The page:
- The Washington Times - Saturday, November 23, 2002

KADUNA, Nigeria Officials canceled the Miss World pageant in Nigeria today and announced it would be held in London after newspaper reports on the event sparked Muslim and Christan rioting that killed 100 or more and injured 500.
Organizers said the pageant would be held December 7 in London "in the overall interests of Nigeria and the contestants."
The brief announcement, which did not elaborate on the decision to change the venue, came after three days of rioting triggered by the pageant and a newspaper's reference to the prophet Muhammad.
The bloodshed was worst in the northern city of Kaduna, where it started Wednesday, but yesterday it spread to Abuja, the capital, where the beauty contest was to be held.
Red Cross officials said the three days of unrest killed about 100 people.
Fueling the clashes are long-standing hostilities between the various tribes of Muslims and Christians in Africa's most-populous nation, where rioting and fighting between the groups is common. Previous riots in Kaduna escalated into religious battles that have killed hundreds since civilian government replaced military rule in 1999.
Islamic groups have complained for months that beauty pageants promote promiscuity.
Things worsened after This Day newspaper in Kaduna published an article a week ago suggesting that Islam's prophet would have approved of the pageant.
"What would Muhammad think? In all honesty, he would probably have chosen a wife from among them," Isioma Daniel wrote.
After Muslims called it offensive, the newspaper published a brief front-page apology Monday and a lengthier retraction Thursday that said the passage had run by mistake.
Muslims gathered after prayers outside the national mosque in the usually placid capital 225 miles northeast of here and then stormed through town, burning cars and assaulting bystanders.
Police firing tear gas restored calm in Abuja within hours. But the melee in Kaduna, a religiously mixed city of several million residents, continued in defiance of a round-the-clock police curfew.
Bands of Muslims, some armed with ceremonial daggers, stabbed and set fire to passersby. Young men shouting "Allahu Akhbar" "God is great" ignited makeshift barricades of tires and garbage. Christian youths smashed windows and burned mosques.
Plumes of smoke rose over Kaduna yesterday as both sides burned and demolished homes in the segregated ethnic neighborhoods across this bustling market city. In one Christian-minority district, an old woman sifted through the smoking ruins of her house to retrieve pots and pans.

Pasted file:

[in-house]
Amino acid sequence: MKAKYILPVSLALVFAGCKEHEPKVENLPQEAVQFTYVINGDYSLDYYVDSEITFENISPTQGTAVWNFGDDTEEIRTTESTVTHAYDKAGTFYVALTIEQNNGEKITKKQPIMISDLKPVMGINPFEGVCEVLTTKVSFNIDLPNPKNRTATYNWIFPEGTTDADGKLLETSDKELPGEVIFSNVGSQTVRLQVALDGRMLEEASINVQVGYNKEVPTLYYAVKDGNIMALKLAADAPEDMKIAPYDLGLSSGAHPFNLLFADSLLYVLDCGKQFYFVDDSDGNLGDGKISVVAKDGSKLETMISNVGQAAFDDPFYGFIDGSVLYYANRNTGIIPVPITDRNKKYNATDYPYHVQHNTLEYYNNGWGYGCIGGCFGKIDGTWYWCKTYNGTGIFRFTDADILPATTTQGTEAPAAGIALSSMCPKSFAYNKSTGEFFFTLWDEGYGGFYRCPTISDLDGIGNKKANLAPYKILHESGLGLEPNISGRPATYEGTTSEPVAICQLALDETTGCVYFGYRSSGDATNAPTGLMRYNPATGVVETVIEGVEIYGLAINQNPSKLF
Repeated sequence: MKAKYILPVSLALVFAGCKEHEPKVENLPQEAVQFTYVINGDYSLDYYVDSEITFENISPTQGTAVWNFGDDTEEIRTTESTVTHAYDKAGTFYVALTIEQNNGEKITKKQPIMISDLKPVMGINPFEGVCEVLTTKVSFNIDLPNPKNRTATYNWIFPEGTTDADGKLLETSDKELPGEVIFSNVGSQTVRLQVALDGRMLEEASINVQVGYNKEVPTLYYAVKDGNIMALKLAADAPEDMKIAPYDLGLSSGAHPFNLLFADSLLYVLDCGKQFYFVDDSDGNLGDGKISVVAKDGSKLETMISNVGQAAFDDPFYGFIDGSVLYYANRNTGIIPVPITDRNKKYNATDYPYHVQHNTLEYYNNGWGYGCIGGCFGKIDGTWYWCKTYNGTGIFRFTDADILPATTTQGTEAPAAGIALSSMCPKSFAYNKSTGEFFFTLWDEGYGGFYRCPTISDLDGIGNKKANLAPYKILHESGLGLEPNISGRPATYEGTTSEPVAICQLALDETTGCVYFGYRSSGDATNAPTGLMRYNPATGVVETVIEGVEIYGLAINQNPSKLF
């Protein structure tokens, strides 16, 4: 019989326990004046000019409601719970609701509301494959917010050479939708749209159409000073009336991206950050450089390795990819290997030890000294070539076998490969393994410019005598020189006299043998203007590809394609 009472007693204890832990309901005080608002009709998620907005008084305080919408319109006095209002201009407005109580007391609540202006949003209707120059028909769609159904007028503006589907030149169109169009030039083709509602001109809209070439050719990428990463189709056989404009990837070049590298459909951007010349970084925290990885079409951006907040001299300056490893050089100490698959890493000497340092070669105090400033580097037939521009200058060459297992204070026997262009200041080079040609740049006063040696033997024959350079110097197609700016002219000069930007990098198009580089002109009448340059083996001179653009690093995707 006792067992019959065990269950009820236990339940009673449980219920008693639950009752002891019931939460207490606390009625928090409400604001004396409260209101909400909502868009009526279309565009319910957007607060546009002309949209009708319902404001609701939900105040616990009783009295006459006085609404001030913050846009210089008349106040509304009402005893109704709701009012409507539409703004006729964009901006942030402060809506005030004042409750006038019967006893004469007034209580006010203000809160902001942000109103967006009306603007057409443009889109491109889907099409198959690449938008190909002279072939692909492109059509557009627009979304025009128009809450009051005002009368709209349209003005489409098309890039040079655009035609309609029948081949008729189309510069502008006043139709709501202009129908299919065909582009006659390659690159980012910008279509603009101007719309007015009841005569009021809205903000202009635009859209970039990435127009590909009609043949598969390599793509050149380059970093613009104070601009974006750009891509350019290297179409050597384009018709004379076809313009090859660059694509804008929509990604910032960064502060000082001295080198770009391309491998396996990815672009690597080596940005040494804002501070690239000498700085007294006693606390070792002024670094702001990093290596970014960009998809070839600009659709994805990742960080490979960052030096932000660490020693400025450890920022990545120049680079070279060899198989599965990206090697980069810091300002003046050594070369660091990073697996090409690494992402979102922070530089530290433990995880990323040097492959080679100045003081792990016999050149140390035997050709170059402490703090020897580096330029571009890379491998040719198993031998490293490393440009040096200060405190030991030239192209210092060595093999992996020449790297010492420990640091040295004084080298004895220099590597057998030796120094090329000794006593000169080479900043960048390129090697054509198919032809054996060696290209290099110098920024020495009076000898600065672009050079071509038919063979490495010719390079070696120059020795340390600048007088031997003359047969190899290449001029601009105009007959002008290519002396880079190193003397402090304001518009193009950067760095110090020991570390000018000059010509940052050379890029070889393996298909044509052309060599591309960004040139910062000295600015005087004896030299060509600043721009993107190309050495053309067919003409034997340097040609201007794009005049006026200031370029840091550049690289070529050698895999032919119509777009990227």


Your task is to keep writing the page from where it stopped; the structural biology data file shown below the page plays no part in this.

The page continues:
Nearby, Tunde Adeyemi, a 25-year-old Christian, related how he and friends fought off Muslims. "We had only stones. They were shooting us, and we were stoning them," he said.
But Joe Adamu, a Muslim tailor, said Christians were armed with automatic weapons while Muslims had only stones and knives.
Five churches and an undetermined number of mosques had been burned by yesterday. Red Cross workers retrieved burned bodies for burial.
Through the violence, the Miss World contestants remained under Nigerian police and army guard in the Nicon Hilton in Abuja, the nation's fanciest hotel. President Olusegun Obasanjo said their security would be tightened.
Muslim opposition already had prompted organizers to postpone the finale until after the Islamic holy month of Ramadan.
The cancellation came without warning.
"The show definitely will go on," pageant publicist Stella Din said. She said she was saddened by the deaths, but insisted they were not the pageant's fault.
Mr. Obasanjo agreed, saying, "The beauty queens should not feel that they are the cause of the violence. It could happen at any time irresponsible journalism is committed against Islam."
Some Kaduna residents sought protection at police stations and military bases. But others accused police and soldiers of gunning down rioters.
Shehu Sani of the Kaduna-based Civil Rights Congress said he was shown the bodies of 10 Muslim men who witnesses said were shot yesterday by police near a mosque.
Authorities did not immediately comment.
Bello Yawa, a 50-year-old Muslim, clutched his face and wept when he saw the body of his adult son lying on a street corner.
"This morning, I closed the gates to my house. The army and police came and forced their way in. They took my two sons and brought them outside, and they didn't return," he said. "I don't know why. Even policemen have turned against us. They are not supposed to take sides."
Gunshots continued into the evening. Witnesses said fighting continued in at least one neighborhood as flames consumed small dwellings.
Fearing that violence could spread, security forces patrolled other major cities, including the northern trading hub of Kano, where Muslim women peacefully protested.
"We are calling on the government to stop Miss World, this show of shame. For women to expose herself to men other than their husbands is forbidden," said one protester, Hadiza Usman.
Nigeria won the right to stage the Miss World contest after Nigerian Agbani Darego won the last event, in South Africa.
The beauty contest also has been hit by controversy over the case of Amina Lawal, who was sentenced to death by stoning under Islamic law for bearing a child out of wedlock.


Copyright © 2018 The Washington Times, LLC. Click here for reprint permission.

The Washington Times Comment Policy

The Washington Times welcomes your comments on Spot.im, our third-party provider. Please read our Comment Policy before commenting.

 

Click to Read More and View Comments

Click to Hide